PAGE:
Alternatively, to defeat a motion for summary judgment, the opposing party must show facts sufficient to require a trial of any material issue of fact (CPLR §3212[b]). Thus, where the proponent of the motion makes a prima facie showing of entitlement to summary judgment, the burden shifts to the party opposing the motion to demonstrate by admissible evidence the existence of a factual issue requiring a trial of the action (Wing Wong Realty Corp. v Flintlock Const. Services, LLC, 95 A.D.3d 709, 945 N.Y.S.2d 62 [1st Dept 2012] citing Alvarez v Prospect Hosp., 68 N.Y.2d 320, 501 N.E.2d 572 [1986]; Ostrov v Rozbruch, 91 A.D.3d 147, 936 N.Y.S.2d 31

[1st Dept 2012]). Like the proponent of the motion, the party opposing the motion must set forth evidentiary proof in admissible form in support of his or her claim that material triable issues of fact exist (Zuckerman at 562; IDX Capital, LLC v Phoenix Partners Group, 83 A.D.3d 569, 922 N.Y.S.2d 304 [1st Dept 2011]).

At the outset, "the affidavit or affirmation of an attorney, even if he has no personal knowledge of the facts, may serve as the vehicle for the submission of acceptable attachments which do provide "evidentiary proof in admissible form, " e.g., documents, transcripts (Furlender v Sichenzia Ross Friedman Ference LLP, 79 A.D.3d 470, 912 N.Y.S.2d 204 [1st Dept 2010] (granting summary judgment pursuant to CPLR 3211(a)(1) (documentary evidence) based on authenticated documents submitted through the affidavit of defendant's attorney "even though the attorney had no first-hand knowledge of the underlying facts")). Except for the DOB Report, all of the documents submitted by East 51st Street were authenticated either at a deposition or with an affidavit by a witness with personal knowledge of the facts contained in the document. [7]

It is noted that East 51st Street initially submitted the DOB Report to show that it was not identified as having any part in the cause of the accident, and in order to draw such a reference, East 51st Street must rely on the "truth" of the statements contained in the DOB Report, i.e., that the accident was caused by other parties. Further, as previously stated by the Court, the DOB Report, which contains numerous hearsay statements from numerous interviews conducted, was not authenticated. Thus, it cannot be considered in support of East 51st Street's motion. While this Court previously held that records of the DOB, upon a proper foundation and if properly authenticated, may be admissible under the business records exception to the hearsay rule, here, East 51st Street failed to establish any exception to the hearsay rule (See January 17, 2012 Memorandum Decision, p. 16). However, since the substantial documentation and deposition testimonies submitted by East 51st Street are admissible, it cannot be said that East 51st Street's motion is unsupported by evidentiary material. Nor can it be said that the affidavit of Kennelly is self-serving, as it does not directly contradict his deposition testimony (Capuano v Tishman Const. Corp., 98 A.D.3d 848, 950 N.Y.S.2d 517 [1st Dept 2012] (an affidavit that does not contradict one's prior deposition testimony and "provides additional details illuminating" such testimony is not self-serving); cf. Slates v New York City Housing Auth., 79 A.D.3d 435, 914 N.Y.S.2d 12 [1st Dept 2010] (holding that affidavit of plaintiff's son that directly contradicted deposition testimony of plaintiff was self-serving, and should have been disregarded)).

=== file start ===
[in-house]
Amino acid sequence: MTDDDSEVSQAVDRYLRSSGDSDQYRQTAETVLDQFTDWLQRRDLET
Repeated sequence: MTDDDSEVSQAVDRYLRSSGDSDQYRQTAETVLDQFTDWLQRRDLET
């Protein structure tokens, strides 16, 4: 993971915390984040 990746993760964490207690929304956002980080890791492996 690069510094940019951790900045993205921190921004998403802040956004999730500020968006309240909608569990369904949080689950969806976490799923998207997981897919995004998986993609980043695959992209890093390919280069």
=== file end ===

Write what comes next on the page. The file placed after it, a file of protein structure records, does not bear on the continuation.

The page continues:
As East 51st Street points out, this Court previously stated that the indemnification provisions of the CMA and Trade Contract (previously referred to as the RCG-Joy Agreement) (Memorandum Decision, p. 12) are valid and enforceable, and thus, as the movant for contractual indemnification, East 51st Street must establish its freedom from negligence in relation to the crane collapse accident (Cook v Consolidated Edison Co. of NY, Inc., 51 A.D.3d 447, 859 N.Y.S.2d 117 [1st Dept 2008] (affirming denial of owner's summary judgment on contractual indemnification claim against tenant where issues of fact existed concerning owner's negligence)). [8] Liability for a construction accident that arose "out of the means and methods of the work, as opposed to a dangerous condition on the site" based on "common law negligence may be imposed where the defendant exercised control or supervision over the work and had actual or constructive notice of the purportedly unsafe condition'" (Alonzo v Safe Harbors of the Hudson Housing Development Fund Co., Inc., 104 A.D.3d 446, 961 N.Y.S.2d 91 [1st Dept 2013]).